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Thursday, 8 August 1946

Business people needing to travel interstate are still suffering the gravest inconveniences.

The nationalized railway system continues to fail to- meet public requirements. It is quite uusual for a business man on a visit to another State to be held up for many day's before he can make his return journey. An example of the problem is the experience of one business man from a northern State visiting Victoria.

The only way he could get back was 'to travel by rail to a terminus in Eastern Gipps land and hitch-hike where there were no local service cars and obtain transport where hirecars existed. By this means, he gradually worked his way back, because he could no longer remain idle in Melbourne.

If there was any one connected with politic* who cares for public needs some steps would have been taken to arrange for interstate motorbus services, even for a short period of three tosix mont lis, or a lesser period, to get stranded people back to their home State.

We have some excellent passenger train* in Victoria, but a great deal more should bc. done to encourage road transport. Even in this regard, Victoria is in a better position than some of the States, for road trains have been introduced in the districts abutting on Port PhillipBay. Some of the buses operating in that' area carry 80 passengers.' Still larger vehicles of trans-continental type are fitted with sleeping-berths, refrigerators and other amenities which may be enjoyed on good railway trains. The point I. am making is that we have not done what we ought to have done to encourage road transport. We have attempted, to too great a degree, to- concentrate transport on the' railways which are a Government monopoly. I have in mind at the moment an omnibus service' which runs from the suburbs towardsMelbourne, the proprietors of which are not permitted to bring the passengers right into the city. The travellers are dumped at a suburban station and must, complete their journey to the city on overcrowded suburban trains.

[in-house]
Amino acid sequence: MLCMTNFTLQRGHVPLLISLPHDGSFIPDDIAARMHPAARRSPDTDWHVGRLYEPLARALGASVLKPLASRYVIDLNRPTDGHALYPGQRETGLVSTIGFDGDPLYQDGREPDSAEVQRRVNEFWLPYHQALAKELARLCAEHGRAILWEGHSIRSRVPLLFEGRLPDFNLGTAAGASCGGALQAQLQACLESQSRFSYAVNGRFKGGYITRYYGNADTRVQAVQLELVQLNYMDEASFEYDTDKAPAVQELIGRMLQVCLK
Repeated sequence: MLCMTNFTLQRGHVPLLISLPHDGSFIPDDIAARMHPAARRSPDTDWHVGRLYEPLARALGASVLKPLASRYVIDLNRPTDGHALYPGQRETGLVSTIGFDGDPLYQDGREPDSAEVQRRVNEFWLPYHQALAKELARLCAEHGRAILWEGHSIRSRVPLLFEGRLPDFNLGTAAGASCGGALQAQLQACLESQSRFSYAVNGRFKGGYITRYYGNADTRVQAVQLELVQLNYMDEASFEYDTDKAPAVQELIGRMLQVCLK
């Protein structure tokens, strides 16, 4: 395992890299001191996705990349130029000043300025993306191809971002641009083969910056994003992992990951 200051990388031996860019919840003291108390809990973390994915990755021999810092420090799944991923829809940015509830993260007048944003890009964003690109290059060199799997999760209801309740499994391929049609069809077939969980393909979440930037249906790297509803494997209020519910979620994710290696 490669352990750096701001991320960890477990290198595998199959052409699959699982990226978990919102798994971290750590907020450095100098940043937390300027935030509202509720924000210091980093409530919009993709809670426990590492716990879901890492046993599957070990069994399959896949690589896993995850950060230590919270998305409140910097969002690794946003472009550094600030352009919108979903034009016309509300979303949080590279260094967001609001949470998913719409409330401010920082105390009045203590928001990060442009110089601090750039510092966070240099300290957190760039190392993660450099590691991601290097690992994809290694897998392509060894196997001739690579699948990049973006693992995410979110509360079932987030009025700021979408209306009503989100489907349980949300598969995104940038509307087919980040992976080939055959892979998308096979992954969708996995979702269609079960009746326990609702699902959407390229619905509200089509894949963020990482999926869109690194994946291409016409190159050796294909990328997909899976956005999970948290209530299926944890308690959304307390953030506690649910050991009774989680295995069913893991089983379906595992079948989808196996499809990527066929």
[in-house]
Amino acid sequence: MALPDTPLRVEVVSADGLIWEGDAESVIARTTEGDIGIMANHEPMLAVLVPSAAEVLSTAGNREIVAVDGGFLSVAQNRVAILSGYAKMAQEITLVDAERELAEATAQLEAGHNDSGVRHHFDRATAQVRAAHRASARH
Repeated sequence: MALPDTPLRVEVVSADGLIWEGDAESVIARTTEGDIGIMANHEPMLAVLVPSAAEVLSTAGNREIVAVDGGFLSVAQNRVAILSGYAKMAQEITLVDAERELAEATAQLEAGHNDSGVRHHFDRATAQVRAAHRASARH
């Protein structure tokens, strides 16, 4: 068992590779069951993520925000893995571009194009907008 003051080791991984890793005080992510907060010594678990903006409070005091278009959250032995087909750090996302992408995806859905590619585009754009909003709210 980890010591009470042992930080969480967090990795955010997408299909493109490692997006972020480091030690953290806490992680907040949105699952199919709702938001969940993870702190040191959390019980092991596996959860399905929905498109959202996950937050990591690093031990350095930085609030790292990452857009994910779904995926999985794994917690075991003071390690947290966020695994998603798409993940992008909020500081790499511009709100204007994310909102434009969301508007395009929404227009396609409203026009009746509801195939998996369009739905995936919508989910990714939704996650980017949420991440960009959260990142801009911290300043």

I cannot understand why the Government should be so insistent on the investment of another £70,000,000 in the railways. The motor industry of Australia has been very heavily taxed during the last six years. The Australian States have collectively received £38,500,000 in motor registration and drivers licence-fees. They have also received £15,300,000 as their share of the petrol tax. The total, amount of tax paid by the Australian motorists for the privilege of . driving: their mo'.or vehicles during the last year has been nearly £54,000,000. I appreciate the fact that a proportion of the petrol tax must be expended upon road construction and maintenance, and we havesome excellent roads in this country, but the taxes on motorists are altogether too ' high. The expenditure which the-

Government is proposing on the standardization of railway gauges is unjustifiable in my opinion.

The Minister, in his second-reading speech, said -

From a defence angle, railway transport has the advantage of operating entirely on fuels locally produced.

He meant coal, but he did not say so. As a matter of fact that particular fuel is becoming more difficult to obtain every day. The position i3 so serious that the Victorian Railways Commissioners have converted a number of their locomotives to oil fuel. The Minister also said -

Any interruption of fuel supplies from overseas would completely cripple other forms of transport.

Mr Archie Cameron - Is the Minis,ter proposing that the rail gauge north of " the Brisbane line " shall be standardized?

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